As a kid, Fogle reportedly wanted to have a job where he could travel on airplanes and stay in hotels. But today, Fogle, 37, faces at least five to 12 years in prison for federal charges to which his lawyer says he will plead guilty.
1. Born and bred in Indiana
Born in Indianapolis with a Jewish upbringing and the son of a physician, Fogle's fame was sparked in 1999, when he was a senior at Indiana University. In a profile in school paper Indiana Daily Student, the interview focused on his 245-pound weight loss after weighing 425 pounds with a 60-inch belt size.
His father, Dr. Norman Fogle, had repeatedly warned his son about the dangers of obesity, the student newspaper reported. Then in college, doctors told Fogle that he had edema, a condition in which fluids build up in the body.
Fogle told the student paper he had a breakthrough in 1998 when he saw a Subway restaurant sign.
“I was looking at the sign of low-fat sandwiches and thought, ‘This is it, this is what I need,’” Fogle said at the time. “I even remember that first sandwich, the six-inch turkey.”
2. Subway start
Fogle graduated from college in 2000 and accepted a job in American Trans Air's revenue management department, but he quit after a few months, the Indianapolis Monthly reported in 2006. His career with sandwiches began instead.
Fogle first appeared in Subway ads that year after his fame spread. His fame led to other commercial activities. He published a book in 2006, "Jared, the Subway Guy: Winning Through Losing; 13 Lessons for Turning Your Life Around."
With his first wife, he invested in a store in Carmel, Indiana, Imagine This Sold, which helped people sell their things on eBay. He also started The Jared Foundation, a children's health charity.
3. Comfortable life
Fogle was profiled in a 2006 issue of Indianapolis Monthly with the title "Local Hero,” which described how he traveled the world on Subway's dime. As a kid, he wanted to be a jet setter, the magazine said, "And that is what I do now," he said in that interview.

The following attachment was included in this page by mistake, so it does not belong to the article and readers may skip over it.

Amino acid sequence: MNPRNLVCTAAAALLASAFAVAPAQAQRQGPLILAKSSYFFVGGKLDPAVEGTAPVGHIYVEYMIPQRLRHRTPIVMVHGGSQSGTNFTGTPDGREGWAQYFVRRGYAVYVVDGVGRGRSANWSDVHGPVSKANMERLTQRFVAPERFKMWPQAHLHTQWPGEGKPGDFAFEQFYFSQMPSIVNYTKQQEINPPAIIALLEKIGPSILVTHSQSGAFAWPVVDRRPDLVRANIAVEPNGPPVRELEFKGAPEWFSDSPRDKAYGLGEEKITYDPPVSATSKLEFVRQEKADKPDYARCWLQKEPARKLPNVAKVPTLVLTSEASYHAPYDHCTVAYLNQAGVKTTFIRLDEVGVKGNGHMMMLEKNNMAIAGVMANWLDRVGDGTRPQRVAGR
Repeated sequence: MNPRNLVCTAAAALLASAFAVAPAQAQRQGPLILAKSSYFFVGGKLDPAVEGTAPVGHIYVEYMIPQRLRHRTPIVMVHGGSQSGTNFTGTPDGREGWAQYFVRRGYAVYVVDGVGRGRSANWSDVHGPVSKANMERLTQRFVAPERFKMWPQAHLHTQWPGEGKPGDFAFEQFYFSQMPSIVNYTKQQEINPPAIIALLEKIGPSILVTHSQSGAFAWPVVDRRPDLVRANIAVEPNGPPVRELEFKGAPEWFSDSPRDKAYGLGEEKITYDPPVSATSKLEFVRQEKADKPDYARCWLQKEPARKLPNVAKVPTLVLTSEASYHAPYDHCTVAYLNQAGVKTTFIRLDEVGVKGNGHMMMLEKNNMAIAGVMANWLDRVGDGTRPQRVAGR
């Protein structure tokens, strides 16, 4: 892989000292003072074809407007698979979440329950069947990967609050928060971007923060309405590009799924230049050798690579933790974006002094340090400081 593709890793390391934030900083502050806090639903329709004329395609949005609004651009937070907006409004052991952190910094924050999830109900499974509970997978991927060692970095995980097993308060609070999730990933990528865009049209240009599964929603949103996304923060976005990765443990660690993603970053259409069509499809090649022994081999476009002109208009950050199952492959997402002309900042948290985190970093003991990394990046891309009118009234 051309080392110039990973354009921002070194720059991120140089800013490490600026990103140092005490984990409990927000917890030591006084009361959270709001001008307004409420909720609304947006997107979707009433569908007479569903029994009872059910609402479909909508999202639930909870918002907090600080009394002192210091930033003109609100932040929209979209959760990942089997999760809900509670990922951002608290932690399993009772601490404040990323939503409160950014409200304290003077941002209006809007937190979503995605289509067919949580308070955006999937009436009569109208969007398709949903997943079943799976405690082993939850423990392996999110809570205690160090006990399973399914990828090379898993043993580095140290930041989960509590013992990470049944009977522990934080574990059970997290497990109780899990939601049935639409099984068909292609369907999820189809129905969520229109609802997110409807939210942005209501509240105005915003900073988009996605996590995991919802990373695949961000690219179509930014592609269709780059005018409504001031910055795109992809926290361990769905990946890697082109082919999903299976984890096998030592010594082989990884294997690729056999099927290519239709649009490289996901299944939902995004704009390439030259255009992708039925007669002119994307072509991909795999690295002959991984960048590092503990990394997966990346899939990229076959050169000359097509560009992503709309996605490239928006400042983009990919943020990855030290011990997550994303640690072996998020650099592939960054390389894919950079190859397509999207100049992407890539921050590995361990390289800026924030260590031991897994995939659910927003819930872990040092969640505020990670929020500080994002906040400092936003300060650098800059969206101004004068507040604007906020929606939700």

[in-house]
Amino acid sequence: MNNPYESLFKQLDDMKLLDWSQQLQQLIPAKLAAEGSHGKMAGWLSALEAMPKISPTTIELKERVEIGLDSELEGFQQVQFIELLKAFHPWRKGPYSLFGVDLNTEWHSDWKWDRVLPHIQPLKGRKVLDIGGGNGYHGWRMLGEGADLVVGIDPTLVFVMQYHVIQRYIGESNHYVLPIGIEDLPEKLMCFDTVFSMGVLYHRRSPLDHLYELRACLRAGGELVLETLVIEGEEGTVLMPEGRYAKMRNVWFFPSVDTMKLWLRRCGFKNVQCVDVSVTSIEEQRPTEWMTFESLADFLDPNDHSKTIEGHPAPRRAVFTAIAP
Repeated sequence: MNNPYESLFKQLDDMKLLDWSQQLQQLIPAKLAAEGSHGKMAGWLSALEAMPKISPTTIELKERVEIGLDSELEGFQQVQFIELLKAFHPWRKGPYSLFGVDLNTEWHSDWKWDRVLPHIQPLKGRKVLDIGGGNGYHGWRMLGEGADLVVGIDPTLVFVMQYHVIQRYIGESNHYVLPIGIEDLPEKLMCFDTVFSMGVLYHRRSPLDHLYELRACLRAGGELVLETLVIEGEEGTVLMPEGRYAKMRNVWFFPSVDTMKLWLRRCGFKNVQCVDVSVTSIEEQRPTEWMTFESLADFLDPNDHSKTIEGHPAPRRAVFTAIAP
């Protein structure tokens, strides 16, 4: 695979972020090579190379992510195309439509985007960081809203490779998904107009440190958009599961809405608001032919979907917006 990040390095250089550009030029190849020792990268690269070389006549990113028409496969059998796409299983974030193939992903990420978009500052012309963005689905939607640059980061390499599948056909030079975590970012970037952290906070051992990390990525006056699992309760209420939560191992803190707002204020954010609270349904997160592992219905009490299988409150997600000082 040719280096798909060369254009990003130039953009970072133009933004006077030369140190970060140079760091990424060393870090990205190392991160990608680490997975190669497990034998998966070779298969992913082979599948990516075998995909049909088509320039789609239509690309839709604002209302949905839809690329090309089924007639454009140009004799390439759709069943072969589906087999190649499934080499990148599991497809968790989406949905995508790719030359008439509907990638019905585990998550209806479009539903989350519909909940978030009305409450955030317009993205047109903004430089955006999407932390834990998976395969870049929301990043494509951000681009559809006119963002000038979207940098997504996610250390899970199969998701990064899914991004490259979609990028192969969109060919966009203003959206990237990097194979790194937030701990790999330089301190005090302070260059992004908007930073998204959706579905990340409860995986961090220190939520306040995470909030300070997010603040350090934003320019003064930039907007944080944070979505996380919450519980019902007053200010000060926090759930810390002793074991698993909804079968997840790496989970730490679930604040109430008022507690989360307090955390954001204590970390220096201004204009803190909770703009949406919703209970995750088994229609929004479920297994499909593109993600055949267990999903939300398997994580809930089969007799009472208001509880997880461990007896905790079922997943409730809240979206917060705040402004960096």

Fogle said the money from Subway was "not enough to retire on, but it's going to make retirement pretty nice."
Fogle ate for free at Subway with a Subway Black Card, and he flew first class, rode in limos and stayed in five-star hotels, USA Today reported in 2013. The Plaza Hotel and Ritz-Carlton Hotel in New York were among the locations of his sexual encounters with a minor, a court document released today revealed.
The Indianapolis Monthly detailed the 2007 divorce from his first wife, Elizabeth, whom he married in 2001. The court filing stated that their marriage was "irretrievably broken," and he blamed his travel schedule, which put him on the road 200 nights a year, the magazine reported.
His second wife, Katie Fogle, whom he married in 2010, said today she plans to seek a divorce. They have two children.
“Obviously, I am extremely shocked and disappointed by the recent developments involving Jared," she said in a statement, according to WISH-TV in Indianapolis. "I am in the process of seeking a dissolution of the marriage. My focus is exclusively on the well-being of my children."
5. Fall from grace
It was only last month that Subway suspended its relationship with Fogle after authorities raided his home. Subway said in a tweet Tuesday, "We no longer have a relationship with Jared and have no further comment."
Fogle intends to plead guilty and is prepared to serve the time, his attorney Jeremy Margolis told reporters outside the Indianapolis courthouse where Fogle made his first court appearance today.
“Jared also understands that he requires significant psychiatric medical treatment and counseling," Margolis said in a statement today. "He has already begun that process by being extensively examined by a world-renowned expert in sexual conditions in order to chart a course to recovery. It is Jared's intent and goal to become healthy again."